Win or lose, Uber had a rough day in court Wednesday, in its dispute with Waymo, the former Google self-driving car unit.
Judge William Alsup appears likely to grant some sort of injunction, though it may be narrower than Waymo would like and could even be as simple as codifying things that Uber has already agreed to do. Uber, for example, has already agreed to remove Anthony Levandowski from responsibility for the company's LiDAR work until the case is concluded.
And, while it may or may not help it win an injunction, Waymo provided more evidence to support its contention that Uber was in contact with Levandowski before he left the former Google self-driving car unit on Jan. 27, 2016.
Why it matters: Today Uber is all about matching riders with human drivers. But the economics of its service look a whole lot better if it doesn't need humans behind the wheel. A broad injunction could slow its shift to self-driving cars or force it to look to other companies for the technology.
Among the pieces of evidence Waymo showed in court Wednesday:
- An October 2015 document that Waymo says shows Uber considering buying LiDAR technology from Levandowski's new company.A January 12, 2016 e-mail to former Uber (and Google Maps) executive Brian McClendon that Waymo says suggests Uber was negotiating LiDAR milestones with Levandowski, again before he had even left Waymo.A January 13, 2016 e-mail, with McClendon copied, that had an attachment discussing milestones for Levandowski's NewCo. The e-mail includes this text: "In sending, please tell Anthony that it is full of numbers all of which can and should be adjusted and negotiated by both of us over the next week. .... this list of deliverables is a high bar for sure. But then again so is what he is asking in $"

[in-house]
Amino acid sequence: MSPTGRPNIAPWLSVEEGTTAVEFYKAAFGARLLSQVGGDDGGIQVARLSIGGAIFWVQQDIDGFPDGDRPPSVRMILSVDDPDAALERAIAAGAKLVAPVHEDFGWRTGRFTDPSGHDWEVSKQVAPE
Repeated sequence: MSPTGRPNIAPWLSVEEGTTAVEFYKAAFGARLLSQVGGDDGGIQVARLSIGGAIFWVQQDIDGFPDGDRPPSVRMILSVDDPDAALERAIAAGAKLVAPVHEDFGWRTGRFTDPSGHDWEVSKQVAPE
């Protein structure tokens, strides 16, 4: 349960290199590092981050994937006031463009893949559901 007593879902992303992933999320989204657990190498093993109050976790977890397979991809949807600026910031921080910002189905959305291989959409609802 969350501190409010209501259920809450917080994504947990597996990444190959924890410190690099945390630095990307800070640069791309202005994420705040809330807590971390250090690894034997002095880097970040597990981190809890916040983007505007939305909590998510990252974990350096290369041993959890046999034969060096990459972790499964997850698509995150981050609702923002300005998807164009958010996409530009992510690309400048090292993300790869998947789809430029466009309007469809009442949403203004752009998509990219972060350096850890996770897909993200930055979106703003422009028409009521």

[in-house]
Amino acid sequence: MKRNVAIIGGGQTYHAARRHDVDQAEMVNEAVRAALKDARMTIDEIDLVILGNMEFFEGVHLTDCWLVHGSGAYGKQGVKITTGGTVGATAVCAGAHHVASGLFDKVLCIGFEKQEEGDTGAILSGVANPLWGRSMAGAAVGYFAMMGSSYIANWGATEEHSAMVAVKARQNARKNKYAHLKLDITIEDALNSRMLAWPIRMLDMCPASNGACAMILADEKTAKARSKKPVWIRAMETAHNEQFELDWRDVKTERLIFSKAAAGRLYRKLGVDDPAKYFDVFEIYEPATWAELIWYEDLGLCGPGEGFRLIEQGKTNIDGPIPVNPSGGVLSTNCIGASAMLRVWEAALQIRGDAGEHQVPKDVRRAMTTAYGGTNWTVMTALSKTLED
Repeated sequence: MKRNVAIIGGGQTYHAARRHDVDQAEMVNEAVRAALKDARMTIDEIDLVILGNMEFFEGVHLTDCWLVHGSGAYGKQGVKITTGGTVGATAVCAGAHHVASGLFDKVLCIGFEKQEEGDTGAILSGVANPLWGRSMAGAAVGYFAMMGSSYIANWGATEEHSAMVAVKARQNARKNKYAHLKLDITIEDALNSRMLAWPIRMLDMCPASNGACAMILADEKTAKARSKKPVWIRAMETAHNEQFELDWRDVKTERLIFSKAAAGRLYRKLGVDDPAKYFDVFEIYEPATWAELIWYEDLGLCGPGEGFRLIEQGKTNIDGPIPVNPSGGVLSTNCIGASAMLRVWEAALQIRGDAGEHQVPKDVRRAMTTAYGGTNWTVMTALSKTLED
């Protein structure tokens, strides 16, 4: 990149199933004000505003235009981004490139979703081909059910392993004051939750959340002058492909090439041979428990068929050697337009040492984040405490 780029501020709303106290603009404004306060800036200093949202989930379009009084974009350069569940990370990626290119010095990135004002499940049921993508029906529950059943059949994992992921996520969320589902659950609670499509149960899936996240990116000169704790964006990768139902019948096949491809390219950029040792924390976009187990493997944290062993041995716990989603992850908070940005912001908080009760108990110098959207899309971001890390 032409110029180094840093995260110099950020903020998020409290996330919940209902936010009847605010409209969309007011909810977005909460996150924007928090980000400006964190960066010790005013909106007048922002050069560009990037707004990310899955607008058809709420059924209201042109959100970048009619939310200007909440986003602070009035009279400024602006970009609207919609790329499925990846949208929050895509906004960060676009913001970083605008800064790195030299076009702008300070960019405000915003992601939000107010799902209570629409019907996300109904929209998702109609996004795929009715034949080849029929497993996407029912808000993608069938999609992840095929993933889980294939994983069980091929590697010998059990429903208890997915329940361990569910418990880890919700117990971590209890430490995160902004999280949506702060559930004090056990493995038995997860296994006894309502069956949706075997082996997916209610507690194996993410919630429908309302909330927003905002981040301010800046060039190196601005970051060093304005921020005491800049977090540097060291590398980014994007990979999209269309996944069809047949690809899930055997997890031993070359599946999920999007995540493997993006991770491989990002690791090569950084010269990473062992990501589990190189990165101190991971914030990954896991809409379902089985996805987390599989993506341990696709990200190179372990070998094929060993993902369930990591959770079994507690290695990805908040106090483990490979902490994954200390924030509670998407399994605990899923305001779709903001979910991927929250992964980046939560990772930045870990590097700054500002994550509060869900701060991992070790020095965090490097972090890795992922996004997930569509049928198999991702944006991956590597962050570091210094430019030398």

What first appeared to be the most damning evidence, though, may have a more innocent explanation. Waymo made much of the fact that Uber granted Levandowski 5 million shares of Uber stock, effective the day after he quit Google's parent company. However, Uber said afterwards that the stock grant wasn't issued until after Uber bought Otto and that the date was set to account for Levandowski's tenure with Otto. (something that isn't necessarily that uncommon in acquisitions.)
Uber partisans also took heart from the fact that Judge William Alsup's comments indicated he had yet to be convinced that Waymo had proven that Uber used any of its trade secrets. At one point, he declared that Waymo had yet to produce a "smoking gun" despite significant discovery in the case.
Waymo, meanwhile, claims it has been thwarted by the fact that Uber has claimed privilege on more than 3,000 documents and because Anthony Levandowski has asserted his Fifth Amendment rights and refused to testify.